Not for Profit

Why Democracy Needs the Humanities

by Martha C. Nussbbaum

Number of pages: 184

Publisher: Princeton University Press

BBB Library: Education

ISBN: 9780691154480

About the Author

She is the Ernst Freund Distinguished Service Professor of Law and Ethics in Philosophy Department at the University of Chicago. She is the author of Hiding from Humanity: Disgust, Shame, and the Law.


Editorial Review

We increasingly treat education as though its primary goal were to teach students to be economically productive rather than to think critically and become knowledgeable and empathetic citizens. This shortsighted focus on profitable skills has eroded our ability to criticize authority, reduced our sympathy with the marginalized and different, and damaged our competence to deal with complex global problems. And the loss of these basic capacities jeopardizes the health of democracies and the hope of a decent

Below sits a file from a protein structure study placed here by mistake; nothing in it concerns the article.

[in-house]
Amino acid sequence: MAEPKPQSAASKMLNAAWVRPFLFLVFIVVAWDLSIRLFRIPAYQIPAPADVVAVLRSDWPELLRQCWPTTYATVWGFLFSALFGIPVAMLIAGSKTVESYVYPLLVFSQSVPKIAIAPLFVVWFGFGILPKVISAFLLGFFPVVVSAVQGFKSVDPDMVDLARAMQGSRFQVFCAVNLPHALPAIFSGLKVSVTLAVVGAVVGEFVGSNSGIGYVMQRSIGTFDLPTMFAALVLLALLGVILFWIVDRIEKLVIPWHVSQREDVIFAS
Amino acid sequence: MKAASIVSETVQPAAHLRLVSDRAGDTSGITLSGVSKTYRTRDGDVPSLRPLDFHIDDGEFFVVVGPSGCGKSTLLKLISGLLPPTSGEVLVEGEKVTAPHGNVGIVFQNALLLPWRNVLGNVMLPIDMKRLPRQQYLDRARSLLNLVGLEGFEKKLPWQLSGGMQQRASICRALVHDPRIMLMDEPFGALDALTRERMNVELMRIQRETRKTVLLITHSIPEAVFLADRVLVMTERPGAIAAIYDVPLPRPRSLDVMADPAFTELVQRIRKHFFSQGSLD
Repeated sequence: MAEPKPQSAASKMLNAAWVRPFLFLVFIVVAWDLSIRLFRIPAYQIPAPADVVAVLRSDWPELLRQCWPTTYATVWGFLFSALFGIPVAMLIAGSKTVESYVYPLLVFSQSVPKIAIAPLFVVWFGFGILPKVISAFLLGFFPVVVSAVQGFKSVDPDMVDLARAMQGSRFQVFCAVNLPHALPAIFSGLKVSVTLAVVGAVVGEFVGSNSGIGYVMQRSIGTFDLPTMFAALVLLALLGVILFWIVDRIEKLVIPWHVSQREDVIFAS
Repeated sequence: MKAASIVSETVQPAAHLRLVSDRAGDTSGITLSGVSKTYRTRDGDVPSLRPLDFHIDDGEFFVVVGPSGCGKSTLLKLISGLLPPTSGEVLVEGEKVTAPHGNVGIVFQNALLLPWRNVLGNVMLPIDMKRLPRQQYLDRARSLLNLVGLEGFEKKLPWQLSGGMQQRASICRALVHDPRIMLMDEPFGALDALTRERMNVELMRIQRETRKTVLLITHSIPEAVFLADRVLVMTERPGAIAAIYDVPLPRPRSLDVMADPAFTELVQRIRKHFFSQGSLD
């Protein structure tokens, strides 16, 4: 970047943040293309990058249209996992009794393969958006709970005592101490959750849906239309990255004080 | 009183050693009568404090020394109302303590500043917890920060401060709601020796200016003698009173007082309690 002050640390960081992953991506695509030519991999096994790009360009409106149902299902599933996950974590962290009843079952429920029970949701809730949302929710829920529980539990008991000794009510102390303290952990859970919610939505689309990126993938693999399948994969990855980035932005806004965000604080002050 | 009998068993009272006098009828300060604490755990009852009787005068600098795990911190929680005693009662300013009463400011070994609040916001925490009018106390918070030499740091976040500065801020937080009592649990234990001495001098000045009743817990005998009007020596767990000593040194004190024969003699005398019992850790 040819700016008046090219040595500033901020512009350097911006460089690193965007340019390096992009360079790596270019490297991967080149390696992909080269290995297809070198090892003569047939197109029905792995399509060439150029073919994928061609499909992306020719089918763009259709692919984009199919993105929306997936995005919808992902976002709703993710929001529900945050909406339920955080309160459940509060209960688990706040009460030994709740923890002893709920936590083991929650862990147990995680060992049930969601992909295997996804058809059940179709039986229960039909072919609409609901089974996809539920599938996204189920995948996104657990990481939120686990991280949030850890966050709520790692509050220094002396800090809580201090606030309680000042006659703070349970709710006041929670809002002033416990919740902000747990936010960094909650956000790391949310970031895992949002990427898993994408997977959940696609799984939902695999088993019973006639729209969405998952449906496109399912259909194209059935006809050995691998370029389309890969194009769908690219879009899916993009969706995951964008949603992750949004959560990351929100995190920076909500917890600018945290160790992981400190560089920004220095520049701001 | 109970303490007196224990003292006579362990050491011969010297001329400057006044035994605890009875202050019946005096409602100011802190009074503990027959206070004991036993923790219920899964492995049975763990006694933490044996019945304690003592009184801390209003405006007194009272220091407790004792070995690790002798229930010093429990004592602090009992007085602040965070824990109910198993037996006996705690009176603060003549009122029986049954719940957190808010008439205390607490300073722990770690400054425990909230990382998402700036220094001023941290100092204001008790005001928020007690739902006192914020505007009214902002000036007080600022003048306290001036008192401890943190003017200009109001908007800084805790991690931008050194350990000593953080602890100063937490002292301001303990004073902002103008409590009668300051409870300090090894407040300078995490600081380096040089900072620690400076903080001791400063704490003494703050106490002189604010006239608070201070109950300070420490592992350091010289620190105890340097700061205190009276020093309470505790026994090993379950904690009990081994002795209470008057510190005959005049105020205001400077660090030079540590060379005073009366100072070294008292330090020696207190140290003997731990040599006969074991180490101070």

Book Reviews

"Is America making a mistake by orienting its education system towards national economic gain? In her new book, Not for Profit, University of Chicago philosopher Martha Nussbaum makes the case that the humanities are central to the education of citizens of a democratic state." Harpers

"Nussbaum makes an urgent call for the promotion of knowledge and skills necessary to establish democratic citizenship. These skills can be obtained by studying the humanities. Nussbaum thinks that the serious worldwide crisis in education is caused by social, economic and intellectual developments." Radboud University

"Most will agree that training people to be economically productive citizens is a reasonable goal, but there is a downside. According to Nussbaum, the narrowed process of achieving a stable economy by eliminating the humanities from our educational system may be counterproductive, perhaps even dangerous. As parents, teachers, and politicians focus on the importance of making money, some have forgotten about common sense and the ability to reason. Individual ideals and critical discourse enable a person to think coherently and ultimately be successful. Students cannot attain a healthy life of contentment from a calculator and a financial spreadsheet alone." Foreword Reviews